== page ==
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Fluid Dynamics: Boundary Layers

Fluid Dynamics: Boundary Layers

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Fluid Dynamics: Boundary Layers

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  1. Fluid Dynamics: Boundary Layers • Analogous Equations • if two normalized (dimensionless) equations take the same form the equations are analogous Reynolds Analogy • The momentum and energy boundary layer equations are analogous if there is a negligible pressure gradient (dp*/dx* ~ 0) and the Pr ~ 1 • Given equivalent boundary conditions, the solutions take the same form

  2. Fluid Dynamics: Boundary Layers Reynolds Analogy Defining a new non-dimensional number Stanton number • The Reynolds Analogyis defined as (whenPr =1) • The Reynolds Analogyimplies that under certain conditions (no pressure gradient, Pr = 1) if the velocity parameters are known than the heat transfer parameters can be determined (and vice versa) Modified Reynolds Analogy: Chilton-Colburn (empirical) Colburn j factor laminar flows: valid fordp*/dx* ~ 0 turbulent flows: generally valid without restriction ondp*/dx*

  3. External Convection: Overview average Nusselt number local Nusselt number • Determining Heat Transfer Coefficients • determining heat transfer coefficients requires an accurate knowledge of the flow field • few (pseudo-)analytical solutions exist (especially for turbulent flow) • similarity solutions, etc. • heat transfer coefficient relations are largely empiricaland are presented based on the Nusselt number • The Nusselt number (and heat transfer coefficient) are functions of the fluid properties (ν, ρ, α, c, kf) • the effect of variable properties may be considered by evaluating all properties at the film temperature • most accurate solutions often require iteration on the film properties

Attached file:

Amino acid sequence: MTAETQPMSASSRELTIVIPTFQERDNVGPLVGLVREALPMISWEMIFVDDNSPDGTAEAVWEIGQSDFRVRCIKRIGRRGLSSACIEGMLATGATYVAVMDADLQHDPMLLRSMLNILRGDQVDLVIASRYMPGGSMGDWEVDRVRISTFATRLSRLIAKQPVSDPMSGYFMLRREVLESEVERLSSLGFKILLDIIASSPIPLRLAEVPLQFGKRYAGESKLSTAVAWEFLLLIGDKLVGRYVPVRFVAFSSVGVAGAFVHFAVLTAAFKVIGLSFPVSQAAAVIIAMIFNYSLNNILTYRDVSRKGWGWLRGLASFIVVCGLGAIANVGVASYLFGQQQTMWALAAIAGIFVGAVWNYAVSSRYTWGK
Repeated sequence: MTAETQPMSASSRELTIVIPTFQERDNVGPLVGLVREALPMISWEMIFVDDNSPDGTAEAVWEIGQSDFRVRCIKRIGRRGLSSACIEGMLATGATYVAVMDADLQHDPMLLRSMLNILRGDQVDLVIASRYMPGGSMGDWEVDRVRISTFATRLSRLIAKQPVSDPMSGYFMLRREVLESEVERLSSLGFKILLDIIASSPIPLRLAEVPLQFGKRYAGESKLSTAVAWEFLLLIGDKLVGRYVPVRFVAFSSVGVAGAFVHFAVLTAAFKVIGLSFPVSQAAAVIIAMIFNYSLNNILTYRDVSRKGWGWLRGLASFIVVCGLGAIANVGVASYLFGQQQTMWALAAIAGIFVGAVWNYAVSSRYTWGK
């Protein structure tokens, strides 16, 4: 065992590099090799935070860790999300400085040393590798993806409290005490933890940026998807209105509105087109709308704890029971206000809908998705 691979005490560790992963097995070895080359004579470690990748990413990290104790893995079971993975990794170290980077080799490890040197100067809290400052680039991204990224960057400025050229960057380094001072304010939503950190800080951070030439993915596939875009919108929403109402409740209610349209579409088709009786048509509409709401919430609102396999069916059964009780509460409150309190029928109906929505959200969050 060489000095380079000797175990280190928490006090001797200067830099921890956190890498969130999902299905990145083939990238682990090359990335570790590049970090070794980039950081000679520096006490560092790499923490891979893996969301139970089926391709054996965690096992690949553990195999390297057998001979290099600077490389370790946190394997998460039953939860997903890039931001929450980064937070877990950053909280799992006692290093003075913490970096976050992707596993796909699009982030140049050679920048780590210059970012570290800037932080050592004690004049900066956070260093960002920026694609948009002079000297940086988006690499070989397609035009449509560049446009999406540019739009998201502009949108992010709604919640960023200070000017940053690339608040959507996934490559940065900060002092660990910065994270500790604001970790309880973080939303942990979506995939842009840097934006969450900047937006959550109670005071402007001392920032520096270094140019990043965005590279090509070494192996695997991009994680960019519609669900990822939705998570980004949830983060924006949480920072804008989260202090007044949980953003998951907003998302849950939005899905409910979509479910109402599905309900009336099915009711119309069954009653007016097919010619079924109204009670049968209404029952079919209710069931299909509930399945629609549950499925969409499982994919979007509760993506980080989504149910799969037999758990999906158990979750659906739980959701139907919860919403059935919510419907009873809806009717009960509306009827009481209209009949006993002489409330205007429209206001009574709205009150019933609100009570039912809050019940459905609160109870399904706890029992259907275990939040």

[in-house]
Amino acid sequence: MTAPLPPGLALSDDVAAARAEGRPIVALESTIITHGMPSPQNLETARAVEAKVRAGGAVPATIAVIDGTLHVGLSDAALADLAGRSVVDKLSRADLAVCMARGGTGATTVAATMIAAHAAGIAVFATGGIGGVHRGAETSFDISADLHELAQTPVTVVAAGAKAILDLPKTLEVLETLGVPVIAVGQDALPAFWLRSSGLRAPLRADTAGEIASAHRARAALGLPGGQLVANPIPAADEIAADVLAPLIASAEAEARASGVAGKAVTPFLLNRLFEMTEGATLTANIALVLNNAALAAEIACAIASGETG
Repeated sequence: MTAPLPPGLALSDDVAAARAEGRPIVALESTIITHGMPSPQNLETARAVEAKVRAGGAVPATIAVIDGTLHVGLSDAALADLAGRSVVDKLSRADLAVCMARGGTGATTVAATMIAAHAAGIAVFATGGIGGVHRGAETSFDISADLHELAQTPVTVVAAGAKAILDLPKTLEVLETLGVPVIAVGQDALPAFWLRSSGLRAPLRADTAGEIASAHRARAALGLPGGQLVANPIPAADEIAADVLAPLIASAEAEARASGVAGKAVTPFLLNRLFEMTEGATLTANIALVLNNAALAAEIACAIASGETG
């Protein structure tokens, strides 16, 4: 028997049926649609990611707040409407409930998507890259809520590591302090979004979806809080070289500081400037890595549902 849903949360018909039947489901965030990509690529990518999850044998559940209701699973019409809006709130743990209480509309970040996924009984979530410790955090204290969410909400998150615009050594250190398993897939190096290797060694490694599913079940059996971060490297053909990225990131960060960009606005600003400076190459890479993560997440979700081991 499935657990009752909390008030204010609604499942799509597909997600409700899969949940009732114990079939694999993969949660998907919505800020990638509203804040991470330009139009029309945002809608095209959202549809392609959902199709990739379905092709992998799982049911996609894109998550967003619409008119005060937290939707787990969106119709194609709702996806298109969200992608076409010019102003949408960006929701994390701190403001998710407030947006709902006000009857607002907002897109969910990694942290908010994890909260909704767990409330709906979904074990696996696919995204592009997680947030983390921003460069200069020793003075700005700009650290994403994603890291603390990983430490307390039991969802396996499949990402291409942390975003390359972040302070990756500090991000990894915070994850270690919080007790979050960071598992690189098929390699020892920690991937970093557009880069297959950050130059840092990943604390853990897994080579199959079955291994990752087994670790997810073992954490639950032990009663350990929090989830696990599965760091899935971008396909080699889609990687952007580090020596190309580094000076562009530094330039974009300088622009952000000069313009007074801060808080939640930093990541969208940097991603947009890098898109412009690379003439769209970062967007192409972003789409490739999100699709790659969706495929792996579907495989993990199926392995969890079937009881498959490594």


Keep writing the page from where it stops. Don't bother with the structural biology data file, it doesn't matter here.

4. Fluid Dynamics: Boundary Layers • Laminarand turbulentboundary layers have different heat transfer characteristics • turbulent mixing typically increases heat transfer Critical Reynolds numberapproximates the location where the flow transitions from laminar to turbulent flow external (flat plate) flow internal (duct) flow • Transition

  5. Fluid Dynamics: Boundary Layers Transition leads to a significant increase in the local heat transfer coefficient • Transition

  6. External Convection: Overview Determining external flow conditions compute: compare to critical Reynolds number external (flat plate) flow laminar flow along length of flat plate transition to turbulent flow at critical length External Flows • boundary layers develop freely without constraint (compare to a internal/duct flow) • boundary layer may be laminar, laminar and turbulent, or entirely turbulent • simplest external flow: flat plate in parallel flow

  7. External Convection: Overview laminar free stream & smooth plate Average parameters • Transition to Turbulence • critical Reynolds number affected by free stream turbulence and surface roughness of plate • nominally • if the boundary layer is “tripped” at the leading edge: • flow is turbulent along entire length of flat plate

  8. External Convection: Overview delays thermal boundary layer growth • Thermal Conditions at the Surface (idealized) • uniform heat flux • uniform surface temperature • unheated starting length